“To transform people through the word of God.”
Scripture: We acknowledge scripture as the true word of God.
Prayer: We are committed to individual and corporate prayer.
Discipleship: We are disciples committed to making disciples.
Diversity: We recognise and seek to harness our diversity to strengthen ministry.
Excellence: We uphold high standards in our ministry, work and service delivery.
Innovation: We stir up gifts for effective ministry.
DR. Johann Ludwig Krapf, a German Lutheran, sent by the Church Missionary Society (CMS) arrived in Mombasa in the year 1844. Dr. Krapf established a mission station at Rabai some 15 miles inland.The Rt. Rev. William G. Peel, the first Bishop of the Diocese of Mombasa arrived in Nairobi at the same time as the uganda railway in 1900.
He conducted the first Anglican service in Nairobi attended by the railway officials of East Africa. Two years later (1902) the first European Chaplain, the Rev. P.A. Bennet arrived to serve the growing European community in Nairobi and the surrounding areas.
The Foundation Stone of the first St. Stephen’s Church built of wood and corrugated iron was laid by Bishop Peel in December 1903 and the Church was consecrated in 1904; it stood near where Parliament buildings now stand. This church was moved to Pumwani in 1922 and re-dedicated to St. John. Another St. Stephen’s was built of stone next to the first St. Stephen’s where the present Chamber of Parliament is now. It was demolished to make way for the extensions to Parliament in 1963. Because it was so strongly built dynamite had to be used to bring it down.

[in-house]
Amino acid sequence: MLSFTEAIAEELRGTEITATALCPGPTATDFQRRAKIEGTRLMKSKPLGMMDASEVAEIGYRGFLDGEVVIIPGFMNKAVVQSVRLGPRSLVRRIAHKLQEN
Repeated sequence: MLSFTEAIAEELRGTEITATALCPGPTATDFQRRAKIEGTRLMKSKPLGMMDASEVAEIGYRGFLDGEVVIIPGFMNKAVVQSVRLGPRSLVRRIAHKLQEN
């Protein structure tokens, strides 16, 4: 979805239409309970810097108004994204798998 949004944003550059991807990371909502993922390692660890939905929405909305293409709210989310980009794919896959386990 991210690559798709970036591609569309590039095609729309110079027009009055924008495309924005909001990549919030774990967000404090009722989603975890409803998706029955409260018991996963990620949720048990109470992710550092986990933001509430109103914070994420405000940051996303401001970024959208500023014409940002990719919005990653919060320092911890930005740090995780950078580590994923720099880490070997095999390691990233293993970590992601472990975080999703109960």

The need for a larger church was realized and under the Revd. W.M Falloon money was steadily collected. During this time the original church of St. Mark’s Parklands was built in 1907. This was behind the present Parklands Police station.
In July 1914 a public meeting of European Anglicans was held to raise money for a permanent church in the centre of Nairobi and the Foundation Stone for the Church of All Saints was laid on 3rd February 1917.
On 31st July 1918, the newly appointed Bishop Heywood dedicated the incomplete new Church. (The first part of the Nave)
The design of Mr. Temple Moore, an architect who ‘thought Gothic’ and was said to be one of the most outstanding architects in that style in the late Victorian era, was for a large church, and further portions of the building were completed in 1924, 1934 and in 1952 to a new design for the Chancel.
In November 1924, the Church of All Saints became the Cathedral of the Highlands, equal in status to the Cathedral in Mombasa.
However, even by 1934, the building had only progressed as far as the Chancel arch and it remained in that incomplete state until after the Second World War.
In 1949 an appeal was launched to complete the building and the present building, All Saints Cathedral, was consecrated to the glory of God on 21st March 1952 by Bishop R. P. Crabbe.